GALLIPOLI: NEW PERSPECTIVES
Generally conceded to be doomed from the outset by the most recent historiography, the Gallipoli campaign still arouses heated controversy. In a new compendium of original research by an impressive array of established and up and coming scholars, Gallipoli: The Mediterranean Expeditionary Force 1915-16 explores various aspects of the Allied military effort to force a passage through the Dardanelles Straits and eliminate Ottoman Turkey from its Central Powers alliance.
Contributors and topics: Phylomena Badsey: Care Giving and Naval Nurses; John Bourne: 7th North Staffordshire Regiment; Stephen Chambers: MEF POWs; Alexandra Churchill: The Evacuation; Jeff Cleverly: Suvla Bay Landings; Rhys Crawley: Mediterranean Expeditionary Force Headquarters; Brian Curragh: Lieutenant-General Sir Bryan Mahon and 10th (Irish) Division; Peter Doyle: Gallipoli terrain; Katherine Swinfen Eady: 29th Division staff officer; Mel Hampton: First Battle of Krithia; Peter Hart: Royal Naval Division; Simon House: Corps Expeditionnaire d'Orient; Gavin Hughes: Irish Regiments; James Peter Hurst: ANZAC landing; Rob Langham: Highland Mountain Brigade; Michael LoCicero: Krithia Nullah operations November-December 1915; Linda Parker: British and Australian Chaplains; Ross Mahoney: British airpower; Simon Peaple: Grand Strategy; Chris Pugsley: New Zealand military performance; David Raw: Hunter-Weston-Egerton feud; Chris Roberts: Australian Brigade Command;; Rob Stevenson: 1st Australian Division; Tom Williams: Territorial divisions at Suvla Bay and Ritchie Wood & John Dixon: British and Australian Tunnellers.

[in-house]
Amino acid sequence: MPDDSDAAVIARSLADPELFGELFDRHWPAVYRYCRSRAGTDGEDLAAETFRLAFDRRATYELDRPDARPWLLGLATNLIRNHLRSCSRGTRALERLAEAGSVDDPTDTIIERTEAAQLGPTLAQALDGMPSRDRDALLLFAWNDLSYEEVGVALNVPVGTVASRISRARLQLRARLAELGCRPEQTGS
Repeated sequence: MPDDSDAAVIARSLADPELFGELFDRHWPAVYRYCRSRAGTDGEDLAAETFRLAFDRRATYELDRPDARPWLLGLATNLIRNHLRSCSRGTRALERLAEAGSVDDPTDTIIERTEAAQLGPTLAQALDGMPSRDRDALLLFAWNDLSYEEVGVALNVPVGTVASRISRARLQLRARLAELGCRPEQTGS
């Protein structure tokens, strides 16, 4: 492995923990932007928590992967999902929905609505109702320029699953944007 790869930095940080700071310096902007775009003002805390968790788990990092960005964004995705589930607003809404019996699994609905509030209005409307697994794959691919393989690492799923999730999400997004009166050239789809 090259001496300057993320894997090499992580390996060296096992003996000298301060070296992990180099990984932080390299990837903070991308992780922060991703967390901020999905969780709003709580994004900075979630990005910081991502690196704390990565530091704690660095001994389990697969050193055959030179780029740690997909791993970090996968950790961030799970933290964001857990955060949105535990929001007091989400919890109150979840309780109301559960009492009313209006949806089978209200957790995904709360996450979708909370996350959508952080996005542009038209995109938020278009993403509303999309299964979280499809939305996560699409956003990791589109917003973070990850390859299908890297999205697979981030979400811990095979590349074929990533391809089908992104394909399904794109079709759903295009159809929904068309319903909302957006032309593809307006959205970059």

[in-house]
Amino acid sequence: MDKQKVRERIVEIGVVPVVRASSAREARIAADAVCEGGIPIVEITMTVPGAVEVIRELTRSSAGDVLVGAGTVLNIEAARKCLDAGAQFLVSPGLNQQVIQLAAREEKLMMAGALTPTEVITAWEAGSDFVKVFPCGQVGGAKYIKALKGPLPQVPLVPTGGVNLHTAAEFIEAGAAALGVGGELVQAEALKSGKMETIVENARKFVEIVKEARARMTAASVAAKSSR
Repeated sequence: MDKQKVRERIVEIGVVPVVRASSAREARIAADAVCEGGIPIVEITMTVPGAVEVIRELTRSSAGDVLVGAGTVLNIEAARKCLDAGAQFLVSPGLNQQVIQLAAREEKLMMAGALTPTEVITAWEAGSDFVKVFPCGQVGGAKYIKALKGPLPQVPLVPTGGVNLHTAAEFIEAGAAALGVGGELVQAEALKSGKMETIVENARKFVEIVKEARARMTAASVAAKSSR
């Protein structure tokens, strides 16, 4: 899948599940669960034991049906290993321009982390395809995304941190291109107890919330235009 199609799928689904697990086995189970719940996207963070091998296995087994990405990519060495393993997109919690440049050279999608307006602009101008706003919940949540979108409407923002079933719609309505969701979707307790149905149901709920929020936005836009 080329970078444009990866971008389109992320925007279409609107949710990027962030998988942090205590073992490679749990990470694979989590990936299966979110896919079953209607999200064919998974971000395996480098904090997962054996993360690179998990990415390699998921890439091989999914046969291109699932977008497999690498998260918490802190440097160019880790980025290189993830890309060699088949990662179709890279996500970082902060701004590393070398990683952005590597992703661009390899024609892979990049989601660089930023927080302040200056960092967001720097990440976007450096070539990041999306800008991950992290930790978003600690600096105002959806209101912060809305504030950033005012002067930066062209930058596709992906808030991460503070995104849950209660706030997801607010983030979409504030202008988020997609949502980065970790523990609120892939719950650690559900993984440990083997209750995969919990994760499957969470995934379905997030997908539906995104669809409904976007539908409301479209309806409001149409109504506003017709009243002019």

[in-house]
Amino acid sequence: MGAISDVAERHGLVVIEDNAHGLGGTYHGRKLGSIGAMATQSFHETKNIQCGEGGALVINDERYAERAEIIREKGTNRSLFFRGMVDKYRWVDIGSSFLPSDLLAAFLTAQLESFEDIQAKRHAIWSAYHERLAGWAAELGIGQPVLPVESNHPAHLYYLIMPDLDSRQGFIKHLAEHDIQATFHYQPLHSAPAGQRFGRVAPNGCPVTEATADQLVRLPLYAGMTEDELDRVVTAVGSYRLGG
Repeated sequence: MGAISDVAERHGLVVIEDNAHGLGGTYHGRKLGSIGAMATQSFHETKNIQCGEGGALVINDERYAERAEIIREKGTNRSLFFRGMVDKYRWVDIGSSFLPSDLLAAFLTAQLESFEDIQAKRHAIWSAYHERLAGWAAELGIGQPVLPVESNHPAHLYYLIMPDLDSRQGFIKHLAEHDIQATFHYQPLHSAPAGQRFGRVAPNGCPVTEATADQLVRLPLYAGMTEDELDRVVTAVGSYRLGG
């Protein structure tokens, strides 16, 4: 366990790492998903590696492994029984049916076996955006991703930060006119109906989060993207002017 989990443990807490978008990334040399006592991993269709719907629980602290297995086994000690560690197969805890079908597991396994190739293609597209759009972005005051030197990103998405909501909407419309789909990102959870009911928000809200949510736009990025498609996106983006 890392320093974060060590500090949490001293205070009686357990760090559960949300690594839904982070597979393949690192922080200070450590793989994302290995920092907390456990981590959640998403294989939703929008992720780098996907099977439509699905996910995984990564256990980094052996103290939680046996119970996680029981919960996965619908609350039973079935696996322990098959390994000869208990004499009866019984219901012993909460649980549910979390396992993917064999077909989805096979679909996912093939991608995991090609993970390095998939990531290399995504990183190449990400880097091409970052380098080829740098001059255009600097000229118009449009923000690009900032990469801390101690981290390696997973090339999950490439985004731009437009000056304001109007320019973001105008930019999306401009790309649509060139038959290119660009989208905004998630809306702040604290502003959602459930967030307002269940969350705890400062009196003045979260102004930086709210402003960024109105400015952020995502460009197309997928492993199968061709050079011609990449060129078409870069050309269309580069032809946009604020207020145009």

For this book I wrote a chapter on Allied Prisoners of War at Gallipoli